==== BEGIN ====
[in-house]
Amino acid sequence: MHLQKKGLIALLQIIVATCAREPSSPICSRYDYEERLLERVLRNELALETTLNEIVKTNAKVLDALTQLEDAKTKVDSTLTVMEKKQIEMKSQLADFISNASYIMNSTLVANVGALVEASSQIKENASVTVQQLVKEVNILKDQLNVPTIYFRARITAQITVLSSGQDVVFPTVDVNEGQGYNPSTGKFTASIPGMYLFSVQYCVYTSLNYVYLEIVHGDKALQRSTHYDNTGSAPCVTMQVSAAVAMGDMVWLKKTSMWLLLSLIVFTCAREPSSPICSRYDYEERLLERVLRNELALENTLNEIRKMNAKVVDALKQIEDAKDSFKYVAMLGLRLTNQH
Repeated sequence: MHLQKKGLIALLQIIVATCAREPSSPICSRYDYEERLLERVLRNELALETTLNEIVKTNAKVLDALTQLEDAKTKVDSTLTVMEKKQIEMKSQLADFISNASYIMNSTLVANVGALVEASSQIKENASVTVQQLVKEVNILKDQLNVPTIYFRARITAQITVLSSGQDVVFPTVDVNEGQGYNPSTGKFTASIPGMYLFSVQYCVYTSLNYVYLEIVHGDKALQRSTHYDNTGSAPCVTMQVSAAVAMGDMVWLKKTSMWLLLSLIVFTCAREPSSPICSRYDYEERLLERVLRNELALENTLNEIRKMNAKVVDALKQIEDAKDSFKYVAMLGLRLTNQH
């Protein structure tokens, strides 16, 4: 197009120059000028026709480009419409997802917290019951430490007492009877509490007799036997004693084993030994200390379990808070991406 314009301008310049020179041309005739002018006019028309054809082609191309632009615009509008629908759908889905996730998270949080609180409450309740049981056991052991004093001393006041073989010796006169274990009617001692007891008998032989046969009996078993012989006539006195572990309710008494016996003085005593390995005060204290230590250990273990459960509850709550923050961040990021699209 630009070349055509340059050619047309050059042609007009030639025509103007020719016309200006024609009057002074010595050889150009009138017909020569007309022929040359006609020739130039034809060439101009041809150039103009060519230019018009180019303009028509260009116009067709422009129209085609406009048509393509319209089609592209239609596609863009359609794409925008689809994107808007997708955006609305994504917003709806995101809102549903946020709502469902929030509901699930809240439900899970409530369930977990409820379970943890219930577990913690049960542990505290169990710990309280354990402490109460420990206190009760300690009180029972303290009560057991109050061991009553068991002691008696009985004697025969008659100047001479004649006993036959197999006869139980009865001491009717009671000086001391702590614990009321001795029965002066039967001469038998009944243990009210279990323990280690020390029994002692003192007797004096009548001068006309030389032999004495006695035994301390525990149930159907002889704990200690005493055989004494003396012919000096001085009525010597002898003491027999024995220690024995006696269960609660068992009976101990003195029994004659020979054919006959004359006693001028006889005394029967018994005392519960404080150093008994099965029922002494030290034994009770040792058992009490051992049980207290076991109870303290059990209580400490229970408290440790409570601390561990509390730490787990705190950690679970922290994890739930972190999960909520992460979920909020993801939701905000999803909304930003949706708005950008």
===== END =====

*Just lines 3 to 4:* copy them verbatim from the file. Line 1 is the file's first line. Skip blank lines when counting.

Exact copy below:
Repeated sequence: MHLQKKGLIALLQIIVATCAREPSSPICSRYDYEERLLERVLRNELALETTLNEIVKTNAKVLDALTQLEDAKTKVDSTLTVMEKKQIEMKSQLADFISNASYIMNSTLVANVGALVEASSQIKENASVTVQQLVKEVNILKDQLNVPTIYFRARITAQITVLSSGQDVVFPTVDVNEGQGYNPSTGKFTASIPGMYLFSVQYCVYTSLNYVYLEIVHGDKALQRSTHYDNTGSAPCVTMQVSAAVAMGDMVWLKKTSMWLLLSLIVFTCAREPSSPICSRYDYEERLLERVLRNELALENTLNEIRKMNAKVVDALKQIEDAKDSFKYVAMLGLRLTNQH
């Protein structure tokens, strides 16, 4: 197009120059000028026709480009419409997802917290019951430490007492009877509490007799036997004693084993030994200390379990808070991406 314009301008310049020179041309005739002018006019028309054809082609191309632009615009509008629908759908889905996730998270949080609180409450309740049981056991052991004093001393006041073989010796006169274990009617001692007891008998032989046969009996078993012989006539006195572990309710008494016996003085005593390995005060204290230590250990273990459960509850709550923050961040990021699209 630009070349055509340059050619047309050059042609007009030639025509103007020719016309200006024609009057002074010595050889150009009138017909020569007309022929040359006609020739130039034809060439101009041809150039103009060519230019018009180019303009028509260009116009067709422009129209085609406009048509393509319209089609592209239609596609863009359609794409925008689809994107808007997708955006609305994504917003709806995101809102549903946020709502469902929030509901699930809240439900899970409530369930977990409820379970943890219930577990913690049960542990505290169990710990309280354990402490109460420990206190009760300690009180029972303290009560057991109050061991009553068991002691008696009985004697025969008659100047001479004649006993036959197999006869139980009865001491009717009671000086001391702590614990009321001795029965002066039967001469038998009944243990009210279990323990280690020390029994002692003192007797004096009548001068006309030389032999004495006695035994301390525990149930159907002889704990200690005493055989004494003396012919000096001085009525010597002898003491027999024995220690024995006696269960609660068992009976101990003195029994004659020979054919006959004359006693001028006889005394029967018994005392519960404080150093008994099965029922002494030290034994009770040792058992009490051992049980207290076991109870303290059990209580400490229970408290440790409570601390561990509390730490787990705190950690679970922290994890739930972190999960909520992460979920909020993801939701905000999803909304930003949706708005950008």